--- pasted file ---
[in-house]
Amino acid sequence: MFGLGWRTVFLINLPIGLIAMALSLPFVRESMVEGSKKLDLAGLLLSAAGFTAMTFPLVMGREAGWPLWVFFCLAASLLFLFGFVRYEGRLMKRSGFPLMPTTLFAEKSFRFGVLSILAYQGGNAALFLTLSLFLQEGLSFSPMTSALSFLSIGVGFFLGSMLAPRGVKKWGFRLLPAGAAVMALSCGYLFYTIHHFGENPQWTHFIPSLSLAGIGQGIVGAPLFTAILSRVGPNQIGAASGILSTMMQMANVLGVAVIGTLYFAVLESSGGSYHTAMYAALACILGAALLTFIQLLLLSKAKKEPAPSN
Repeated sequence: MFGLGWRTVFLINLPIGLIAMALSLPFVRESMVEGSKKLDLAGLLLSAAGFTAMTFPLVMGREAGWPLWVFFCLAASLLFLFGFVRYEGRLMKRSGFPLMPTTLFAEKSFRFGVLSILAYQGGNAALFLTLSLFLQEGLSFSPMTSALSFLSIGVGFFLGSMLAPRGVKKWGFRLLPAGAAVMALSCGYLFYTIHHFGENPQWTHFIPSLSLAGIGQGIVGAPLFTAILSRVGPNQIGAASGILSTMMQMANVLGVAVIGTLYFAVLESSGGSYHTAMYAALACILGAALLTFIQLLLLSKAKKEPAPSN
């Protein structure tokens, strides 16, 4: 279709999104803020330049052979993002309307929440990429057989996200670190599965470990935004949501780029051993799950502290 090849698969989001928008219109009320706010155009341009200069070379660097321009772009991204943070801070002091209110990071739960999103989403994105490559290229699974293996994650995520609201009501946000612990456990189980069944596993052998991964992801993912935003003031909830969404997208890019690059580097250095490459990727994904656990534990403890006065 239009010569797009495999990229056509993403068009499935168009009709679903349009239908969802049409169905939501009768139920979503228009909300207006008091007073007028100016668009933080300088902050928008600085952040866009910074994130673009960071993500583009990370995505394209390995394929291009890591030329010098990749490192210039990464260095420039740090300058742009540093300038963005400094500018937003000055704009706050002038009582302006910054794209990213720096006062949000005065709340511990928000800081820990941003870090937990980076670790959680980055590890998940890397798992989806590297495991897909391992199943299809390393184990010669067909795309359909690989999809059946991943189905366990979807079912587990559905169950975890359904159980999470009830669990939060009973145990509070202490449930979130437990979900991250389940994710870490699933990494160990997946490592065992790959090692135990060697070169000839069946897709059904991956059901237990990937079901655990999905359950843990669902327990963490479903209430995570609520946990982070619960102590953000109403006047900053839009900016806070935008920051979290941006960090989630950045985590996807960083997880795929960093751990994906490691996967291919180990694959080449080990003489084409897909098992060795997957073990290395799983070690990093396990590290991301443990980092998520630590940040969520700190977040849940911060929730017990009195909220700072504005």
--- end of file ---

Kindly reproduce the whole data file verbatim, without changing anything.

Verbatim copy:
[in-house]
Amino acid sequence: MFGLGWRTVFLINLPIGLIAMALSLPFVRESMVEGSKKLDLAGLLLSAAGFTAMTFPLVMGREAGWPLWVFFCLAASLLFLFGFVRYEGRLMKRSGFPLMPTTLFAEKSFRFGVLSILAYQGGNAALFLTLSLFLQEGLSFSPMTSALSFLSIGVGFFLGSMLAPRGVKKWGFRLLPAGAAVMALSCGYLFYTIHHFGENPQWTHFIPSLSLAGIGQGIVGAPLFTAILSRVGPNQIGAASGILSTMMQMANVLGVAVIGTLYFAVLESSGGSYHTAMYAALACILGAALLTFIQLLLLSKAKKEPAPSN
Repeated sequence: MFGLGWRTVFLINLPIGLIAMALSLPFVRESMVEGSKKLDLAGLLLSAAGFTAMTFPLVMGREAGWPLWVFFCLAASLLFLFGFVRYEGRLMKRSGFPLMPTTLFAEKSFRFGVLSILAYQGGNAALFLTLSLFLQEGLSFSPMTSALSFLSIGVGFFLGSMLAPRGVKKWGFRLLPAGAAVMALSCGYLFYTIHHFGENPQWTHFIPSLSLAGIGQGIVGAPLFTAILSRVGPNQIGAASGILSTMMQMANVLGVAVIGTLYFAVLESSGGSYHTAMYAALACILGAALLTFIQLLLLSKAKKEPAPSN
């Protein structure tokens, strides 16, 4: 279709999104803020330049052979993002309307929440990429057989996200670190599965470990935004949501780029051993799950502290 090849698969989001928008219109009320706010155009341009200069070379660097321009772009991204943070801070002091209110990071739960999103989403994105490559290229699974293996994650995520609201009501946000612990456990189980069944596993052998991964992801993912935003003031909830969404997208890019690059580097250095490459990727994904656990534990403890006065 239009010569797009495999990229056509993403068009499935168009009709679903349009239908969802049409169905939501009768139920979503228009909300207006008091007073007028100016668009933080300088902050928008600085952040866009910074994130673009960071993500583009990370995505394209390995394929291009890591030329010098990749490192210039990464260095420039740090300058742009540093300038963005400094500018937003000055704009706050002038009582302006910054794209990213720096006062949000005065709340511990928000800081820990941003870090937990980076670790959680980055590890998940890397798992989806590297495991897909391992199943299809390393184990010669067909795309359909690989999809059946991943189905366990979807079912587990559905169950975890359904159980999470009830669990939060009973145990509070202490449930979130437990979900991250389940994710870490699933990494160990997946490592065992790959090692135990060697070169000839069946897709059904991956059901237990990937079901655990999905359950843990669902327990963490479903209430995570609520946990982070619960102590953000109403006047900053839009900016806070935008920051979290941006960090989630950045985590996807960083997880795929960093751990994906490691996967291919180990694959080449080990003489084409897909098992060795997957073990290395799983070690990093396990590290991301443990980092998520630590940040969520700190977040849940911060929730017990009195909220700072504005």